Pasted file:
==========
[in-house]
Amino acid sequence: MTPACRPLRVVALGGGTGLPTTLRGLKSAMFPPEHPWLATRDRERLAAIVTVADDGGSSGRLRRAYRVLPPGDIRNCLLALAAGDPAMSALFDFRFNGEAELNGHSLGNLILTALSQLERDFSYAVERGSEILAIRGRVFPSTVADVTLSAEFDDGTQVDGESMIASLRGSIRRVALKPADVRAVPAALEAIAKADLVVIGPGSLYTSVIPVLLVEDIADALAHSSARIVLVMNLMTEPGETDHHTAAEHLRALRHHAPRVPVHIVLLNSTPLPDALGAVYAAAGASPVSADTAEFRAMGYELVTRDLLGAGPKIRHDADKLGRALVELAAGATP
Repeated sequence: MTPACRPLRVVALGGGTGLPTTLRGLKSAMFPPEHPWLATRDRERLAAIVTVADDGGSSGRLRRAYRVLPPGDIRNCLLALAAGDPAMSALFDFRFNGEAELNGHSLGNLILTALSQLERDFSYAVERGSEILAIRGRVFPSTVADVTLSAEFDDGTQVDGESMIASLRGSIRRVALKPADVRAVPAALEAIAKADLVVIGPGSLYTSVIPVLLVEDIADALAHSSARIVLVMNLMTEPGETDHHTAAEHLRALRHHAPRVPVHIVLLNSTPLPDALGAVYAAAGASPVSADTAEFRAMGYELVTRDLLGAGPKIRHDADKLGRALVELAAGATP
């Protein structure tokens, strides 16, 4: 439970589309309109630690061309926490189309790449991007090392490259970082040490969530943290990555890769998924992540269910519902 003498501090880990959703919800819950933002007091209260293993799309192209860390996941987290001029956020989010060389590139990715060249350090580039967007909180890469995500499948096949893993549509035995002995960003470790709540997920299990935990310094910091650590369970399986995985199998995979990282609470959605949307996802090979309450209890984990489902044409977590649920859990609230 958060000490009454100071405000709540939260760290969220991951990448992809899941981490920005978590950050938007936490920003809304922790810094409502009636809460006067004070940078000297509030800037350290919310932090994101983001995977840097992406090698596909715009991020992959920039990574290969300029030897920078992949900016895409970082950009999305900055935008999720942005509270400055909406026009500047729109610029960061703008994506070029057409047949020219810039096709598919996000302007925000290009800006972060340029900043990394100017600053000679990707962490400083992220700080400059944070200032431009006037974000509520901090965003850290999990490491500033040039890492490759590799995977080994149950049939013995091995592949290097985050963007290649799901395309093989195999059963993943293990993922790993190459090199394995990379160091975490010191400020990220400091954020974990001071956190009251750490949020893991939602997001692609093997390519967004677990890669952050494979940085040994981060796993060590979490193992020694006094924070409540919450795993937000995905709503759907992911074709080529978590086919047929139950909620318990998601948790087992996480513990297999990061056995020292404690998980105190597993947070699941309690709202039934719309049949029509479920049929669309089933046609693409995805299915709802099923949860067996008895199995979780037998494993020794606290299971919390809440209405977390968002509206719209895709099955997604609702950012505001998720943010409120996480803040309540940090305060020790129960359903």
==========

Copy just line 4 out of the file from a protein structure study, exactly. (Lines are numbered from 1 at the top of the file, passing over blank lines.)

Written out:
């Protein structure tokens, strides 16, 4: 439970589309309109630690061309926490189309790449991007090392490259970082040490969530943290990555890769998924992540269910519902 003498501090880990959703919800819950933002007091209260293993799309192209860390996941987290001029956020989010060389590139990715060249350090580039967007909180890469995500499948096949893993549509035995002995960003470790709540997920299990935990310094910091650590369970399986995985199998995979990282609470959605949307996802090979309450209890984990489902044409977590649920859990609230 958060000490009454100071405000709540939260760290969220991951990448992809899941981490920005978590950050938007936490920003809304922790810094409502009636809460006067004070940078000297509030800037350290919310932090994101983001995977840097992406090698596909715009991020992959920039990574290969300029030897920078992949900016895409970082950009999305900055935008999720942005509270400055909406026009500047729109610029960061703008994506070029057409047949020219810039096709598919996000302007925000290009800006972060340029900043990394100017600053000679990707962490400083992220700080400059944070200032431009006037974000509520901090965003850290999990490491500033040039890492490759590799995977080994149950049939013995091995592949290097985050963007290649799901395309093989195999059963993943293990993922790993190459090199394995990379160091975490010191400020990220400091954020974990001071956190009251750490949020893991939602997001692609093997390519967004677990890669952050494979940085040994981060796993060590979490193992020694006094924070409540919450795993937000995905709503759907992911074709080529978590086919047929139950909620318990998601948790087992996480513990297999990061056995020292404690998980105190597993947070699941309690709202039934719309049949029509479920049929669309089933046609693409995805299915709802099923949860067996008895199995979780037998494993020794606290299971919390809440209405977390968002509206719209895709099955997604609702950012505001998720943010409120996480803040309540940090305060020790129960359903």